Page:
Getting Musikwissenshafted

Phil Ford

The national meeting of the American Musicological Society in LA looms. I trust you all have your tickets bought, hotel rooms booked, hamster kennels lined up, etc. OK, this is an unforgivably geeky thing to say in public, but I am totally stoked to go this year.

I always hated the AMS annual meetings when I was a graduate student, because the only people who I ended up talking to were other graduate students from my own department, and it didn’t make much sense to fly across the country just for that. The only time I really enjoyed myself was when the meeting was held in Minneapolis and me and my friends were gofers — a kind of musicological version of the Capitol page program without the sexual harassment. Being a dogsbody may not sound like fun, but it was nice to have some official role other than “wallflower,” and I got to party and share the day’s haul of gossip with my friends at the end of the day. But now that I have a job I understand why people go to these things: for a few days you get to cancel your classes, catch up with your old friends, stay up late, drink and eat and smoke too much and, most importantly, talk about yourself.

So everyone’s kind of amped, but there’s also a low buzz of despair underneath it all. The loud-talking, wide-gesticulating, glad-handing, hustling folks are the ones you notice when you walk into the hotel lobby. But then look outward toward the edges and see the quiet ones with the closed-in look, slumped in the hotel lobby chairs: graduate students trying to get someone to talk to them, graduate students stuck in year X of their dissertation, graduate students worried about the job market, Ph.D.s who don’t have jobs, Ph.D.s who have crappy exploitative jobs, Ph.D.s who only have hotel-room interviews to look forward to — in short, the people who, for whatever reason, don’t feel that this big annual party is for them. I suspect you’d see the same thing at the annual meeting of every scholarly society.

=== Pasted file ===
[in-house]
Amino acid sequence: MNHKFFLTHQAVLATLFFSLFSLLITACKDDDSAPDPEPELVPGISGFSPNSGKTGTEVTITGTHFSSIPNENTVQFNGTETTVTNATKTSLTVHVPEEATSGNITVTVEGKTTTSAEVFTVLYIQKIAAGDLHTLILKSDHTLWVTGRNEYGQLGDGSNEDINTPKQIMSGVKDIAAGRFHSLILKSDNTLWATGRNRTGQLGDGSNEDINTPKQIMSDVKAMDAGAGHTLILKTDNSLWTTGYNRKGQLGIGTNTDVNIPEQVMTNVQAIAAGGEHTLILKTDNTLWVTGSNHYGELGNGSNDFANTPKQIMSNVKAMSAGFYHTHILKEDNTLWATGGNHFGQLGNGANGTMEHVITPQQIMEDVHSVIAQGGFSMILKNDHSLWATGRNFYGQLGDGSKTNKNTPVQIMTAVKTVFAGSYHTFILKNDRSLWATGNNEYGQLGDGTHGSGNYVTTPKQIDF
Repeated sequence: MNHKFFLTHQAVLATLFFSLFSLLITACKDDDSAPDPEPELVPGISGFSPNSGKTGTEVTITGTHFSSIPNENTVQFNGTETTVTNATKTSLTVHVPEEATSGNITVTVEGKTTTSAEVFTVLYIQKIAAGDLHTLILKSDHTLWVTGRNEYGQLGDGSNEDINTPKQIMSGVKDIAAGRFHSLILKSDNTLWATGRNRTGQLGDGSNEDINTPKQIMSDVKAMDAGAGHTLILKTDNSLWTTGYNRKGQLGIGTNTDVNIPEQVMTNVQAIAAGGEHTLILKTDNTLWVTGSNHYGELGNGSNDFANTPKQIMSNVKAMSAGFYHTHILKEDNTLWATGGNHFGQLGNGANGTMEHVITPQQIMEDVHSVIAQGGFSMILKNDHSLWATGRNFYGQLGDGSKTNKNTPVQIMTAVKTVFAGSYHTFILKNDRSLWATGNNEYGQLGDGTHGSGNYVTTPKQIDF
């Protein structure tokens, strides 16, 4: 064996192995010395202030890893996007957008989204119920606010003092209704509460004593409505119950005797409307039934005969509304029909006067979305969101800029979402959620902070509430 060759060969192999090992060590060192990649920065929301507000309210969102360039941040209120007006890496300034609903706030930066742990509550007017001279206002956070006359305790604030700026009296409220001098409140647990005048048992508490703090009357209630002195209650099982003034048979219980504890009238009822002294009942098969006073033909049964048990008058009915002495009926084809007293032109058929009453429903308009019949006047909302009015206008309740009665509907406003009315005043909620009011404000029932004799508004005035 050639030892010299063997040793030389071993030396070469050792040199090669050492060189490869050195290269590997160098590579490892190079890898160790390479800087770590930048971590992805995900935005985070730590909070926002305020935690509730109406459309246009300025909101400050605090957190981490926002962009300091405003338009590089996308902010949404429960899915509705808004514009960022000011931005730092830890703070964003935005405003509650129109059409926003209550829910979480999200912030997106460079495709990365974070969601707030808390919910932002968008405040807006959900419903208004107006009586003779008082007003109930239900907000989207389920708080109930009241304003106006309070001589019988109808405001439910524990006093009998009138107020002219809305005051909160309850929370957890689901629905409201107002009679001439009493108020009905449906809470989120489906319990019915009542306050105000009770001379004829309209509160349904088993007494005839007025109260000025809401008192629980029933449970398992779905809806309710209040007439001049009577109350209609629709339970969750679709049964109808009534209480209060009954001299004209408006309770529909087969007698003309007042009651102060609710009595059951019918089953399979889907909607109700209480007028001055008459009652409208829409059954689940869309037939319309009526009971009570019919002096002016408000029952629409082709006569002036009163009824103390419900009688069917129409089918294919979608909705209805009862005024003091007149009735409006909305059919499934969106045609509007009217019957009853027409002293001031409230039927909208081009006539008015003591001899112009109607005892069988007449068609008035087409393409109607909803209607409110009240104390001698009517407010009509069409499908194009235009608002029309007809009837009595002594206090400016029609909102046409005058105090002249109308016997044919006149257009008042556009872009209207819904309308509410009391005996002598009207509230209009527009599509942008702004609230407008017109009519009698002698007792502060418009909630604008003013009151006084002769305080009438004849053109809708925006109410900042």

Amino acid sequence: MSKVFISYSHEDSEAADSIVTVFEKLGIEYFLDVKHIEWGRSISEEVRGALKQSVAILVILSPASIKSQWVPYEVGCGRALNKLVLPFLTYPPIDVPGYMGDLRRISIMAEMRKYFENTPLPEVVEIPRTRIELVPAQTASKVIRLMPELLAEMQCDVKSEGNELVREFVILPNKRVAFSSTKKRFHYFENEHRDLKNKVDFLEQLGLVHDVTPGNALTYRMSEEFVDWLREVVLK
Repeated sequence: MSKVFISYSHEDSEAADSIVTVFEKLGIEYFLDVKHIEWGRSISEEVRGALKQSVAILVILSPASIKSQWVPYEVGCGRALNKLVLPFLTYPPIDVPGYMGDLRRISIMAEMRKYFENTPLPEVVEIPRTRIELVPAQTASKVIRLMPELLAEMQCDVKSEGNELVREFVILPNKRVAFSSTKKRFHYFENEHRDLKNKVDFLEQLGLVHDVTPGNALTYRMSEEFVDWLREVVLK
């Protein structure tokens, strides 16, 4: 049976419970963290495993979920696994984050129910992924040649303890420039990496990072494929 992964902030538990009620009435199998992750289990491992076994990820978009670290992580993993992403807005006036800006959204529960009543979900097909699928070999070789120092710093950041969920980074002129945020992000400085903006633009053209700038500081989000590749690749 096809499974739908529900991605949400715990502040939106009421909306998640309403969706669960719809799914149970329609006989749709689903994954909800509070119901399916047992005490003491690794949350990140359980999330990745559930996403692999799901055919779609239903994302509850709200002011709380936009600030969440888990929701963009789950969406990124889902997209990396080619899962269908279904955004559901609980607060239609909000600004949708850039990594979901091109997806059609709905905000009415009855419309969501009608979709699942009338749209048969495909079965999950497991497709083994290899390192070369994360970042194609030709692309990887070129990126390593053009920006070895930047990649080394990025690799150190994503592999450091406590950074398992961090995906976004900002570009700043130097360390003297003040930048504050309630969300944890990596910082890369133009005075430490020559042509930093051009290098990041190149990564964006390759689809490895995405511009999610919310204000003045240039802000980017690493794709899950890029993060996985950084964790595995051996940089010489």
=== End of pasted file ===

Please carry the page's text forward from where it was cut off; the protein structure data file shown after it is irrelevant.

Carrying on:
At last year’s meeting in DC, I skipped the Saturday business meeting (for you non-AMS-ers, a plenary “state of the union”-type meeting where awards are handed out, people are honored for their service, speeches are given, etc.) but was walking by when a couple of friends of mine came out, looking puzzled. Apparently some anonymous person had photocopied a manifesto, “A Martian View of Musicology” and put it on every seat in the room before the business meeting. Here’s a pdf of it. Download martian_musicology.pdf

I don’t know what seems more characteristically academic to me: the furtive, hit-and-run way the unknown polemicist delivered his/her message, or the total silence that greeted it. Other than the friend who gave me this copy, I haven’t heard anyone talk about it. (Maybe my friend was hoaxing me? Did anyone else see this thing?) Maybe that’s because, as manifestos go, it’s pretty generic. Most of the points would be made by anyone who ever felt alienated at an academic meeting — which is pretty much everyone in academia. Everyone in graduate school or at the start of their careers is going feel that everything in their field is controlled by a small cabal of elder scholars; everyone, at some point, sees himself as a lonely guardian of integrity in a field crowded with careerists and sycophants. I sure did. And then I got a job and magically started to feel better. See, the system works!

And the possibility that our field lacks relevance does not come as startling news. (Go here for a better-than-average article on the MLA meeting — it deals mostly with the anxiety of irrelevance.) The one bit that seems the least generic is the stuff about JAMS (the journal of the AMS and the flagship publication of our field) —  “JAMS has turned into the discpline’s Walhalla, accessible only to heroes who can stretch arguments to unreadable lengths.” Which is kind of funny. Every time I see the “copper-resembling” JAMS cover the Tannhauser “Pilgrim’s Chorus” starts playing in my head. Wrong opera, but still, if JAMS had a theme song that would be it. (I invite readers to suggest their own JAMS theme songs in the comments section.)

About Phil Ford

Chairman of the Committee for the Memorial to the Victims of Modernism
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One Response to Getting Musikwissenshafted

  1. Peter Alexander says:

    Well, I was at the business meeting last year and I can tell you I didn’t see this. Nor did I talk to anyone at or after the meeting who mentioned it. It may have been on some seats, but it certainly wasn’t on all of them. And it strikes me as pretty puerile. I don’t think musicology is above criticism — I’m on the fringe, not even in a faculty job, so I don’t have any stake in the system — but I don’t think this gets close to the truth.

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